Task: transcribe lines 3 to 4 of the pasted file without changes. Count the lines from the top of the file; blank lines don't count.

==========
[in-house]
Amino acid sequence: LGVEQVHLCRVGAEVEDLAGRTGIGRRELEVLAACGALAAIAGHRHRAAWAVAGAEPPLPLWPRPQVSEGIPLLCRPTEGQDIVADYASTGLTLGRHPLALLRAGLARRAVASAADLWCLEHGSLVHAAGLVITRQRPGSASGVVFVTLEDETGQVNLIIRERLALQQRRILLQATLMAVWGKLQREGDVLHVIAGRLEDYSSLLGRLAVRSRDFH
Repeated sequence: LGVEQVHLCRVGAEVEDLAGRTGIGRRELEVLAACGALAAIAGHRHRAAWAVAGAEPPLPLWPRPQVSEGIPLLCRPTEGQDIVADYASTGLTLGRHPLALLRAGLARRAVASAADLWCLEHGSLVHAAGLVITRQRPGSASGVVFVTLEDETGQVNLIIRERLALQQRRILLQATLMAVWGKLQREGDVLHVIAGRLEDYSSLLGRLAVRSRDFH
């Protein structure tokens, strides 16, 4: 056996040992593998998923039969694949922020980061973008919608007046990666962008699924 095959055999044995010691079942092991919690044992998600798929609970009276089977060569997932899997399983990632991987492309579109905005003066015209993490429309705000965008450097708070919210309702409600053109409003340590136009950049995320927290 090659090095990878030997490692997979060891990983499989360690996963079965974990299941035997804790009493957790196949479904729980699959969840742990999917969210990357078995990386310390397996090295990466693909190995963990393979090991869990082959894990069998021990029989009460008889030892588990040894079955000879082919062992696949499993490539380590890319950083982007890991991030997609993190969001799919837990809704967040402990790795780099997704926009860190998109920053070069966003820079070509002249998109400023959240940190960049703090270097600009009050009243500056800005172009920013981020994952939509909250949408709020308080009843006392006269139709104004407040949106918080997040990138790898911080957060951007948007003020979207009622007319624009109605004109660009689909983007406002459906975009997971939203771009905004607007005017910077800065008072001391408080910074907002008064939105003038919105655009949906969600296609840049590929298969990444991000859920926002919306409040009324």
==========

Repeated sequence: LGVEQVHLCRVGAEVEDLAGRTGIGRRELEVLAACGALAAIAGHRHRAAWAVAGAEPPLPLWPRPQVSEGIPLLCRPTEGQDIVADYASTGLTLGRHPLALLRAGLARRAVASAADLWCLEHGSLVHAAGLVITRQRPGSASGVVFVTLEDETGQVNLIIRERLALQQRRILLQATLMAVWGKLQREGDVLHVIAGRLEDYSSLLGRLAVRSRDFH
């Protein structure tokens, strides 16, 4: 056996040992593998998923039969694949922020980061973008919608007046990666962008699924 095959055999044995010691079942092991919690044992998600798929609970009276089977060569997932899997399983990632991987492309579109905005003066015209993490429309705000965008450097708070919210309702409600053109409003340590136009950049995320927290 090659090095990878030997490692997979060891990983499989360690996963079965974990299941035997804790009493957790196949479904729980699959969840742990999917969210990357078995990386310390397996090295990466693909190995963990393979090991869990082959894990069998021990029989009460008889030892588990040894079955000879082919062992696949499993490539380590890319950083982007890991991030997609993190969001799919837990809704967040402990790795780099997704926009860190998109920053070069966003820079070509002249998109400023959240940190960049703090270097600009009050009243500056800005172009920013981020994952939509909250949408709020308080009843006392006269139709104004407040949106918080997040990138790898911080957060951007948007003020979207009622007319624009109605004109660009689909983007406002459906975009997971939203771009905004607007005017910077800065008072001391408080910074907002008064939105003038919105655009949906969600296609840049590929298969990444991000859920926002919306409040009324």